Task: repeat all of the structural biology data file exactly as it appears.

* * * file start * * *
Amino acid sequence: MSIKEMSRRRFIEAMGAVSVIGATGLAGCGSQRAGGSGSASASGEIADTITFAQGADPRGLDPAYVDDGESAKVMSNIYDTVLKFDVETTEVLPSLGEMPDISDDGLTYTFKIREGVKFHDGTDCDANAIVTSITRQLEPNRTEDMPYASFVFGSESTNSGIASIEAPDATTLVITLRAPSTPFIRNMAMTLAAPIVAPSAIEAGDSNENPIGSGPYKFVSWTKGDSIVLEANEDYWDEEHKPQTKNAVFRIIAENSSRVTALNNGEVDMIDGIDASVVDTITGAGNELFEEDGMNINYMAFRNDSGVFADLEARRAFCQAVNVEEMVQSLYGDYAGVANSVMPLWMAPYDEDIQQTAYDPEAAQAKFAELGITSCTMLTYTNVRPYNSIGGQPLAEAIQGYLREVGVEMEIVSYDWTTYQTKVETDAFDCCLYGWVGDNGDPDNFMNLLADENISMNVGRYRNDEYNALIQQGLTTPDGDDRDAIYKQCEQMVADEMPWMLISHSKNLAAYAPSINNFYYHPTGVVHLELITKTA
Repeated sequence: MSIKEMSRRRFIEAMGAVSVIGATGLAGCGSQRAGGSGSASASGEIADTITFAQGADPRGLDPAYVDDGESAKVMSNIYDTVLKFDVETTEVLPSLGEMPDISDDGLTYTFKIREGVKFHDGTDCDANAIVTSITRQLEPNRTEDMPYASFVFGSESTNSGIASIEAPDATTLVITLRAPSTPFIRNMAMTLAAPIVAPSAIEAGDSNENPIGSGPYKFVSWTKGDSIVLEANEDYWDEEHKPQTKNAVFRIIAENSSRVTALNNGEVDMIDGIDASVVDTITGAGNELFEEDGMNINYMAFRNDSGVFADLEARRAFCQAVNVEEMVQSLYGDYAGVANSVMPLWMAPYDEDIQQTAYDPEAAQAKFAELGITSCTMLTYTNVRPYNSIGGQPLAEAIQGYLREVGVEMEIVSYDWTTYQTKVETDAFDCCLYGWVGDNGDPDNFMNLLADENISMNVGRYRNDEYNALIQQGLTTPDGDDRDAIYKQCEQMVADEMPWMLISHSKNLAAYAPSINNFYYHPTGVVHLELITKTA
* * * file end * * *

Amino acid sequence: MSIKEMSRRRFIEAMGAVSVIGATGLAGCGSQRAGGSGSASASGEIADTITFAQGADPRGLDPAYVDDGESAKVMSNIYDTVLKFDVETTEVLPSLGEMPDISDDGLTYTFKIREGVKFHDGTDCDANAIVTSITRQLEPNRTEDMPYASFVFGSESTNSGIASIEAPDATTLVITLRAPSTPFIRNMAMTLAAPIVAPSAIEAGDSNENPIGSGPYKFVSWTKGDSIVLEANEDYWDEEHKPQTKNAVFRIIAENSSRVTALNNGEVDMIDGIDASVVDTITGAGNELFEEDGMNINYMAFRNDSGVFADLEARRAFCQAVNVEEMVQSLYGDYAGVANSVMPLWMAPYDEDIQQTAYDPEAAQAKFAELGITSCTMLTYTNVRPYNSIGGQPLAEAIQGYLREVGVEMEIVSYDWTTYQTKVETDAFDCCLYGWVGDNGDPDNFMNLLADENISMNVGRYRNDEYNALIQQGLTTPDGDDRDAIYKQCEQMVADEMPWMLISHSKNLAAYAPSINNFYYHPTGVVHLELITKTA
Repeated sequence: MSIKEMSRRRFIEAMGAVSVIGATGLAGCGSQRAGGSGSASASGEIADTITFAQGADPRGLDPAYVDDGESAKVMSNIYDTVLKFDVETTEVLPSLGEMPDISDDGLTYTFKIREGVKFHDGTDCDANAIVTSITRQLEPNRTEDMPYASFVFGSESTNSGIASIEAPDATTLVITLRAPSTPFIRNMAMTLAAPIVAPSAIEAGDSNENPIGSGPYKFVSWTKGDSIVLEANEDYWDEEHKPQTKNAVFRIIAENSSRVTALNNGEVDMIDGIDASVVDTITGAGNELFEEDGMNINYMAFRNDSGVFADLEARRAFCQAVNVEEMVQSLYGDYAGVANSVMPLWMAPYDEDIQQTAYDPEAAQAKFAELGITSCTMLTYTNVRPYNSIGGQPLAEAIQGYLREVGVEMEIVSYDWTTYQTKVETDAFDCCLYGWVGDNGDPDNFMNLLADENISMNVGRYRNDEYNALIQQGLTTPDGDDRDAIYKQCEQMVADEMPWMLISHSKNLAAYAPSINNFYYHPTGVVHLELITKTA